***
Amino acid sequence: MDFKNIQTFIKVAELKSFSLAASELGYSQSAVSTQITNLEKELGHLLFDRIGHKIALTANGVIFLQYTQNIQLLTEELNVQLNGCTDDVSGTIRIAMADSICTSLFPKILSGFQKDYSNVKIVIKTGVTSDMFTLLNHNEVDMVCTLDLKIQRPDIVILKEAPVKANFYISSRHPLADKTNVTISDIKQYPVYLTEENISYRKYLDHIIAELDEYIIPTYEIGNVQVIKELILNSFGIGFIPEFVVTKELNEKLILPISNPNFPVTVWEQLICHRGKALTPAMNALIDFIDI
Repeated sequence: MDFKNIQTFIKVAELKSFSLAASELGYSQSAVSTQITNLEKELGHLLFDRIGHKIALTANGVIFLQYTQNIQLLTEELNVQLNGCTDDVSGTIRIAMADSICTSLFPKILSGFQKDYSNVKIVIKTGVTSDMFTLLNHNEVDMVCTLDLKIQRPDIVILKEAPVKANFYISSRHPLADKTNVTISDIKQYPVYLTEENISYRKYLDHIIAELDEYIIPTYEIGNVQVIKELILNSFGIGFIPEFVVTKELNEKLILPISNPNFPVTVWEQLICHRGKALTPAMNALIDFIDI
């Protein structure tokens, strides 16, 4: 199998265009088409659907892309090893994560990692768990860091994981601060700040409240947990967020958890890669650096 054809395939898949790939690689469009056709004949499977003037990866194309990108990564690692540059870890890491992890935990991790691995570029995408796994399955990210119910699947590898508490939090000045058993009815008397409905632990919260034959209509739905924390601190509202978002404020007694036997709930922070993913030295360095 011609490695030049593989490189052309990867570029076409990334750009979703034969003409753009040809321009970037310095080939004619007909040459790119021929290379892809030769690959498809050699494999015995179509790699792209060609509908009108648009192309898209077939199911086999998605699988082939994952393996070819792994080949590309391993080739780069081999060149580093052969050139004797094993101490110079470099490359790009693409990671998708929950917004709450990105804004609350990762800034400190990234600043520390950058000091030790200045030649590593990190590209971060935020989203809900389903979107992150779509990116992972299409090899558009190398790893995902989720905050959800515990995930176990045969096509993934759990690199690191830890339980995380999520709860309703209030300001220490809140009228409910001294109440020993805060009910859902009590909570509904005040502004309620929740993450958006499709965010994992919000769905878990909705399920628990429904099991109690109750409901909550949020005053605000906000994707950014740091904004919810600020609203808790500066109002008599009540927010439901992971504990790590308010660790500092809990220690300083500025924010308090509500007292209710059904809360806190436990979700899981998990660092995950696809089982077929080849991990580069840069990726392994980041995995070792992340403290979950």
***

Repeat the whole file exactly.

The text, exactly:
Amino acid sequence: MDFKNIQTFIKVAELKSFSLAASELGYSQSAVSTQITNLEKELGHLLFDRIGHKIALTANGVIFLQYTQNIQLLTEELNVQLNGCTDDVSGTIRIAMADSICTSLFPKILSGFQKDYSNVKIVIKTGVTSDMFTLLNHNEVDMVCTLDLKIQRPDIVILKEAPVKANFYISSRHPLADKTNVTISDIKQYPVYLTEENISYRKYLDHIIAELDEYIIPTYEIGNVQVIKELILNSFGIGFIPEFVVTKELNEKLILPISNPNFPVTVWEQLICHRGKALTPAMNALIDFIDI
Repeated sequence: MDFKNIQTFIKVAELKSFSLAASELGYSQSAVSTQITNLEKELGHLLFDRIGHKIALTANGVIFLQYTQNIQLLTEELNVQLNGCTDDVSGTIRIAMADSICTSLFPKILSGFQKDYSNVKIVIKTGVTSDMFTLLNHNEVDMVCTLDLKIQRPDIVILKEAPVKANFYISSRHPLADKTNVTISDIKQYPVYLTEENISYRKYLDHIIAELDEYIIPTYEIGNVQVIKELILNSFGIGFIPEFVVTKELNEKLILPISNPNFPVTVWEQLICHRGKALTPAMNALIDFIDI
């Protein structure tokens, strides 16, 4: 199998265009088409659907892309090893994560990692768990860091994981601060700040409240947990967020958890890669650096 054809395939898949790939690689469009056709004949499977003037990866194309990108990564690692540059870890890491992890935990991790691995570029995408796994399955990210119910699947590898508490939090000045058993009815008397409905632990919260034959209509739905924390601190509202978002404020007694036997709930922070993913030295360095 011609490695030049593989490189052309990867570029076409990334750009979703034969003409753009040809321009970037310095080939004619007909040459790119021929290379892809030769690959498809050699494999015995179509790699792209060609509908009108648009192309898209077939199911086999998605699988082939994952393996070819792994080949590309391993080739780069081999060149580093052969050139004797094993101490110079470099490359790009693409990671998708929950917004709450990105804004609350990762800034400190990234600043520390950058000091030790200045030649590593990190590209971060935020989203809900389903979107992150779509990116992972299409090899558009190398790893995902989720905050959800515990995930176990045969096509993934759990690199690191830890339980995380999520709860309703209030300001220490809140009228409910001294109440020993805060009910859902009590909570509904005040502004309620929740993450958006499709965010994992919000769905878990909705399920628990429904099991109690109750409901909550949020005053605000906000994707950014740091904004919810600020609203808790500066109002008599009540927010439901992971504990790590308010660790500092809990220690300083500025924010308090509500007292209710059904809360806190436990979700899981998990660092995950696809089982077929080849991990580069840069990726392994980041995995070792992340403290979950």